It should also be remembered that Thailand faces significant challenges. Its economic strength relative to neighbouring countries such as Myanmar, Laos and Cambodia make it something of a promised land for displaced and impoverished people. With porous borders, there will always be significant numbers of foreigners seeking to gain unlawful entry into Thailand using people smugglers, who too often turn out to be traffickers. And then there are the western tourists, which include two groups who hamper Thailand’s efforts to improve its global reputation and ranking. First, there are the western sex tourists, many of whom are willing to join in the sexual exploitation of minors and other trafficked victims to satisfy their appetites. Second, there are the do-gooder but ill-informed (ignorant) tourists who learn about trafficking for the first time during their stay in Thailand and return home to write often exaggerated columns about human trafficking, many of them establishing NGOs to come to the aid of “damsels in distress”.
There is something unsavoury about the world’s most powerful country (for now at least) appointing itself a global policeman, judge and executioner, via automatic sanctions for a Tier 3 ranking, particularly when its corporate interests readily sacrifice the rights and dignity of the enslaved in pursuit of rapacious greed.
The TIP Report’s methodology is also misconceived. It promotes quantity (numbers of investigations, prosecutions and convictions) over quality. Such poor measurement only encourages law enforcement agencies all over the world to pursue low level offenders who are much easier to prosecute and convict, a perennial failing in the Report identified in numerous commentaries on the counter-trafficking sector.
Additionally, the TIP Report favours wealthy nations, particularly those from the West, enjoying their Tier 1 ranking. Yet the Report takes no account of how western consumer demand for cheap goods feeds sweatshop and child labour in the developing world, nor how the Western controlled global economy relies heavily on the exploitation of the poor to maintain growth, thereby entrenching vulnerability and contributing directly to trafficking. Perhaps if we factored these issues into account, the US would have a new ranking: Tier 3.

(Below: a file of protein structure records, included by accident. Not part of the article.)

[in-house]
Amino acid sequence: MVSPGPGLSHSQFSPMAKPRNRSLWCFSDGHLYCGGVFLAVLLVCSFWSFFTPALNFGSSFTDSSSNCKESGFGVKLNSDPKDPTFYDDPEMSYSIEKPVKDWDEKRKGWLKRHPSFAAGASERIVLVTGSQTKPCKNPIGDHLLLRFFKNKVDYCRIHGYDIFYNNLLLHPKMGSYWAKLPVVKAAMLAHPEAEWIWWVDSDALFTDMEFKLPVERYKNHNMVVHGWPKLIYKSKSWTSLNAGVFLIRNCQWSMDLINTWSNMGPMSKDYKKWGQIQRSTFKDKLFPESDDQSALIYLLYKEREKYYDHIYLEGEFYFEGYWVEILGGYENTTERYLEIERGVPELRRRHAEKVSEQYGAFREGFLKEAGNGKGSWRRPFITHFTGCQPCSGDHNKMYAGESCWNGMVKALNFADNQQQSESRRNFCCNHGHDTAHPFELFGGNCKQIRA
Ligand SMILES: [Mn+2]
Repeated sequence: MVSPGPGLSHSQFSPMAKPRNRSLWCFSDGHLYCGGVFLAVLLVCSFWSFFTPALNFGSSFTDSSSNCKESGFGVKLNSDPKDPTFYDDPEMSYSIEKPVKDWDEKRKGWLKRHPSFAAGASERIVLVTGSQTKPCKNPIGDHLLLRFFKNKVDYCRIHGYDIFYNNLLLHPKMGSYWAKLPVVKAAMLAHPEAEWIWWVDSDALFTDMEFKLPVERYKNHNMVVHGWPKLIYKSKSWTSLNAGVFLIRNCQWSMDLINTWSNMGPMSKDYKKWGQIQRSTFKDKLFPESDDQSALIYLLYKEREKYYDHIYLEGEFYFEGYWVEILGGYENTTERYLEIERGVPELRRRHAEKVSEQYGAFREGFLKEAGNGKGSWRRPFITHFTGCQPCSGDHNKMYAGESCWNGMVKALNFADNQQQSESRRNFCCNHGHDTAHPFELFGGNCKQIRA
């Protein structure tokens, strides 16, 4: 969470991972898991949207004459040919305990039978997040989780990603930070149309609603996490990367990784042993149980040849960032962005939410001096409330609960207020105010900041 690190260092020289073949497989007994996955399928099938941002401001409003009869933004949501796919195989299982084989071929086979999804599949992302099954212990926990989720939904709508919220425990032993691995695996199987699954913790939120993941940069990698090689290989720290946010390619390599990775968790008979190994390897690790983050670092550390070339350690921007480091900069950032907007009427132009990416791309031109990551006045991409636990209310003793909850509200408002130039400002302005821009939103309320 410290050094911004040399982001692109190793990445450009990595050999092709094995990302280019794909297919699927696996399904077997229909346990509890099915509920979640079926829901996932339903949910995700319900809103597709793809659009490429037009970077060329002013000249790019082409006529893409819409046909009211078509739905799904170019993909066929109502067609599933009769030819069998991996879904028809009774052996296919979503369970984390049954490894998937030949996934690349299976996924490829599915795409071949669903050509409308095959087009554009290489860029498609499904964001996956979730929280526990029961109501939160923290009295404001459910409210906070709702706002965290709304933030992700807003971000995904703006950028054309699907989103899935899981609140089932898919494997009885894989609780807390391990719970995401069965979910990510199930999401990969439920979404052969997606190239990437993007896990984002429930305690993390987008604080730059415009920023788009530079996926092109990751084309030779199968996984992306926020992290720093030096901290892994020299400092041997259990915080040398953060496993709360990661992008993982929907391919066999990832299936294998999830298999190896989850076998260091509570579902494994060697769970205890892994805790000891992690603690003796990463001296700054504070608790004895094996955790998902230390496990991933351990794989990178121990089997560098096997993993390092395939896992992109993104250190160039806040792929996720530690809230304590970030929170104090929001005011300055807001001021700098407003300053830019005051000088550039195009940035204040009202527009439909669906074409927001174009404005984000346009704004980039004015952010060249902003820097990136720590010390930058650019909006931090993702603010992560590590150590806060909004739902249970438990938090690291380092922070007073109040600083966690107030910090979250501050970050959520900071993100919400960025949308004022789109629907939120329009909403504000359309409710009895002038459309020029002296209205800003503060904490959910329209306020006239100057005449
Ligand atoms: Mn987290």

So, what is the solution? The US created these tier rankings and their definitions. It is duty-bound to apply them with objectivity and impartiality, when in reality they are not even peer reviewed. If the State Department is unable to objectively account for the rankings in the international arena, responsibility for creating the TIP report should be transferred to a more neutral party, namely the United Nations Office on Drugs and Crime (UNODC). The UNODC should then overhaul the methodology and ranking system to transform the TIP report into a universal and transparent system.
This new approach could then be used to bring pressure to bear not just on developing but on Western countries, to improve their compliance with Goal 8 of the UN Sustainable Development Goals of promoting inclusive and sustainable economic growth, full and productive employment, and decent work for all. This would then make the TIP report a worthy legacy for the world to inherit from the US State Department and would, in the long run, improve US credibility and work to its advantage.
About the author: Ralph Simpson is the Country Director of Nvader, an NGO that works with Thai authorities to investigate and prosecute human traffickers and child sex offenders. He has 30 years experience as a commercial litigation lawyer.